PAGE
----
The GMB, one of Britain’s major trade unions, passed a motion at its annual congress in Brighton condemning the murders of three unionised Nestle workers in Colombia. The motion, which was put forward on Wednesday 6 June, called on Nestle to recognise the SINALTRAINAL trade union which the three victims had belonged to and to ensure the security of all its workers. The killnigs also brought condemnation from Unite the Union, the largest trade union in Britain and Ireland.
The murders of Gilberto Espinosa on 13 May and Cristian Andres Lozano and Luis Eduardo Dominguez on 23 May came while SINALTRAINAL was involved in prolonged dispute with Nestle over worker rights at its plants in Colombia. The three men were killed close to the company plant in Bulagagrande, department of Valle del cauca, where they all worked.
The GMB’s national officer Steve Kemp said ‘Nestle’s silence over the most recent murders make them a willing accomplice. Our trade union brothers and sisters overseas are being threatened, harassed and in cases like this, murdered just for being a trade union member. If Nestle fails to act on this appalling situation and are being seen to do nothing when three trade unionists have been murdered, then their international reputation as a company will be inevitably diminished. Standing by and saying or doing nothing is simply not acceptable’.
The names of the three murder victims were on a list delivered to the SINALTRAINAL headquarters in the Colombian city of Cali. According to the union, it warned authorities over the threats to the men but little was done to investigate or to provide security.
GMB delegate Brian Golding, who works for Nestle UK and who brought the motion, said ‘the brutal murder of three Nestle trade unionists in May is truly shocking – all three were on a death list sent to the trade union. These incredibly brave men had been fighting Nestle for recognition for many years and the message is clear to Nestle, GMB demand they recognise the trade union and protect its workers and trade union representatives’.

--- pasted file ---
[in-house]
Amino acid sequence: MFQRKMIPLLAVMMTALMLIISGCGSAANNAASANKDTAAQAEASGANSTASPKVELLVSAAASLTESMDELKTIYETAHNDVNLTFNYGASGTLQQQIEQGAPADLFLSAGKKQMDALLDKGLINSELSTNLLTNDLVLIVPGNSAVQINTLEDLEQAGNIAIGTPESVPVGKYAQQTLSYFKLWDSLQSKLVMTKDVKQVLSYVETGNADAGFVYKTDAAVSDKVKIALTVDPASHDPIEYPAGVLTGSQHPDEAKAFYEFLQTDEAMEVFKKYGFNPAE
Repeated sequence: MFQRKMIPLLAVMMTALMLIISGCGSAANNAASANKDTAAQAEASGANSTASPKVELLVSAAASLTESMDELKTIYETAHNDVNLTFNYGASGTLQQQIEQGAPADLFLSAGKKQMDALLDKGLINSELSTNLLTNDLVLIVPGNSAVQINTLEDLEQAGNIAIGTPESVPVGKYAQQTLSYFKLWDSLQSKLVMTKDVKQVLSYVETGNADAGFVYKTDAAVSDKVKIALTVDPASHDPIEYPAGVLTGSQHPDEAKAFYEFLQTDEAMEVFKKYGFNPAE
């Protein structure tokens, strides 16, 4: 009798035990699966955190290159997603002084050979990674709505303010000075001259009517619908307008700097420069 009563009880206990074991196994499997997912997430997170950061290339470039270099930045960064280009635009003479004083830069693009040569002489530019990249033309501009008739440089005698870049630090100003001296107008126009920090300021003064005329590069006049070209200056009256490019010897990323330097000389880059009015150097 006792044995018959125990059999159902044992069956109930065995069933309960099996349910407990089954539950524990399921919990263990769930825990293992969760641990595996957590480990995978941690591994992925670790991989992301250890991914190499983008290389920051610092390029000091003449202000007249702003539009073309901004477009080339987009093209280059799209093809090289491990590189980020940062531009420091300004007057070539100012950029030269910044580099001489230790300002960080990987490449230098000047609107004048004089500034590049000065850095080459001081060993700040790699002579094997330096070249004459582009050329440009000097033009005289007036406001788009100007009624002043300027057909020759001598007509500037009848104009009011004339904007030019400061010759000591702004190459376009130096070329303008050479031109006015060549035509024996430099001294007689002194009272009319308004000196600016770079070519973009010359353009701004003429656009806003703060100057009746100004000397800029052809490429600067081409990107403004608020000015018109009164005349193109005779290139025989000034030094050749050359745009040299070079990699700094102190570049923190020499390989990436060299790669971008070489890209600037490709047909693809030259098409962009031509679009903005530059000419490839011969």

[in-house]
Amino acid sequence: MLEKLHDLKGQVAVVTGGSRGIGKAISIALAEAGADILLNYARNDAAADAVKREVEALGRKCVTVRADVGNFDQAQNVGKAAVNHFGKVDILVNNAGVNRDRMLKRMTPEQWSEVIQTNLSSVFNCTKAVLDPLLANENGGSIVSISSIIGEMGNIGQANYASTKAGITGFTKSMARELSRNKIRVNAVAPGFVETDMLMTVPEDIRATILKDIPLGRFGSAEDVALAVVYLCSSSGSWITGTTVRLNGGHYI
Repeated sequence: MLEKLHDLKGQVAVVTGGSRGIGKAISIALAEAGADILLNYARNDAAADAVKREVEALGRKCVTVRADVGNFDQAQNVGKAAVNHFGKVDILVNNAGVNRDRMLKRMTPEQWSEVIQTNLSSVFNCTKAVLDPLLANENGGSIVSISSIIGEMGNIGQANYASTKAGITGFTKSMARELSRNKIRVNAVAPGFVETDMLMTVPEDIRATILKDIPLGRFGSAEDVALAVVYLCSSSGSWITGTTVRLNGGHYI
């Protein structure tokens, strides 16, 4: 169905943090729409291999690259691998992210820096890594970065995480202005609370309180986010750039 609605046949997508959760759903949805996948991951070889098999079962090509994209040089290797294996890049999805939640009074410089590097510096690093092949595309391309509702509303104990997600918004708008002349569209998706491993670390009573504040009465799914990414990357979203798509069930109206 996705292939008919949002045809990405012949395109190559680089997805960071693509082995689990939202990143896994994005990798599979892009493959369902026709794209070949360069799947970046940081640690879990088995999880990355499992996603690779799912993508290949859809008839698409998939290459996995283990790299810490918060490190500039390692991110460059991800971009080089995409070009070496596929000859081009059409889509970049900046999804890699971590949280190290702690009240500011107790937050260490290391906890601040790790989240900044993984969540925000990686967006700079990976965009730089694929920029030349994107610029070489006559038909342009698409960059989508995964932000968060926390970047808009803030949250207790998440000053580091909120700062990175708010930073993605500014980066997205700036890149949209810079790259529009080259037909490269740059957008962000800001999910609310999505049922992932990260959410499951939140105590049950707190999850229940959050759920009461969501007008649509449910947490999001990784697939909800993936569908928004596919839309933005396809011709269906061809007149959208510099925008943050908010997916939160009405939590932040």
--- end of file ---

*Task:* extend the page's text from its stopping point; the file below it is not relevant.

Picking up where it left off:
Unite national officer Joe Clarke said ‘the continual murders of trade unionists within Nestle Colombia is deplorable and completely unacceptable when they are merely exercising a fundamental human right and calls upon Nestle to act immediately to use its considerable influence globally to prevent these occurrences forthwith as an absolute priority’.
SINALTRAINAL members have been violently targeted since the 1980s, with at least union members employed by Nestle murdered since then. In 2005, a Colombian judge ordered an investigation of Nestle’s links to paramilitary groups following the conviction of two paramilitaries for the murder of SINALTRAINAL member Luciano Romero. In 2012, the European Centre for Constitutional and Human Rights brought a prosecution case against Nestle in Switzerland over Luciano Romero’s murder but the case was eventually dismissed on statute of limitations.
Killings have continued since then, with the murders in 2013 of at least three more Nestle employees, and one of their wives, who belonged to SINALTRAINAL.
According to Colombia’s National Trade Union School, 143 trade unionists were murdered between 2012 and 2017. The country remains the most dangerous in the world for labour organising.